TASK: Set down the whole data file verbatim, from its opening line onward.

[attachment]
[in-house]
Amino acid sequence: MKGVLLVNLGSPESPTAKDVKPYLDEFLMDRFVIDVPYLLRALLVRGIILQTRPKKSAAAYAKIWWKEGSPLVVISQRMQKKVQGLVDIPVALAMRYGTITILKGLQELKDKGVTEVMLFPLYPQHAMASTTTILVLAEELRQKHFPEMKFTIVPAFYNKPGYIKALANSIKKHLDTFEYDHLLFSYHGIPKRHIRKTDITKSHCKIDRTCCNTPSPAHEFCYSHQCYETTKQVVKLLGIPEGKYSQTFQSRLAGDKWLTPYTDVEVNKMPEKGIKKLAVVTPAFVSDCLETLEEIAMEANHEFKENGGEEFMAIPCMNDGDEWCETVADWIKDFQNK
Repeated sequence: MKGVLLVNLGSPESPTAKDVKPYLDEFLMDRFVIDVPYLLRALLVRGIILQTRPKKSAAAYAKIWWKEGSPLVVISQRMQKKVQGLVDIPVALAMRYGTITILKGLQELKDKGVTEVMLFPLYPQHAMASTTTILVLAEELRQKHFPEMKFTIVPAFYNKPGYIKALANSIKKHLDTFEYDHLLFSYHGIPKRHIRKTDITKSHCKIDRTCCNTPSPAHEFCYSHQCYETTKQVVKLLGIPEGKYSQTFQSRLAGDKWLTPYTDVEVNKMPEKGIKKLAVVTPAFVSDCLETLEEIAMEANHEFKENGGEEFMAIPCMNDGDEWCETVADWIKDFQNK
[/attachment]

[in-house]
Amino acid sequence: MKGVLLVNLGSPESPTAKDVKPYLDEFLMDRFVIDVPYLLRALLVRGIILQTRPKKSAAAYAKIWWKEGSPLVVISQRMQKKVQGLVDIPVALAMRYGTITILKGLQELKDKGVTEVMLFPLYPQHAMASTTTILVLAEELRQKHFPEMKFTIVPAFYNKPGYIKALANSIKKHLDTFEYDHLLFSYHGIPKRHIRKTDITKSHCKIDRTCCNTPSPAHEFCYSHQCYETTKQVVKLLGIPEGKYSQTFQSRLAGDKWLTPYTDVEVNKMPEKGIKKLAVVTPAFVSDCLETLEEIAMEANHEFKENGGEEFMAIPCMNDGDEWCETVADWIKDFQNK
Repeated sequence: MKGVLLVNLGSPESPTAKDVKPYLDEFLMDRFVIDVPYLLRALLVRGIILQTRPKKSAAAYAKIWWKEGSPLVVISQRMQKKVQGLVDIPVALAMRYGTITILKGLQELKDKGVTEVMLFPLYPQHAMASTTTILVLAEELRQKHFPEMKFTIVPAFYNKPGYIKALANSIKKHLDTFEYDHLLFSYHGIPKRHIRKTDITKSHCKIDRTCCNTPSPAHEFCYSHQCYETTKQVVKLLGIPEGKYSQTFQSRLAGDKWLTPYTDVEVNKMPEKGIKKLAVVTPAFVSDCLETLEEIAMEANHEFKENGGEEFMAIPCMNDGDEWCETVADWIKDFQNK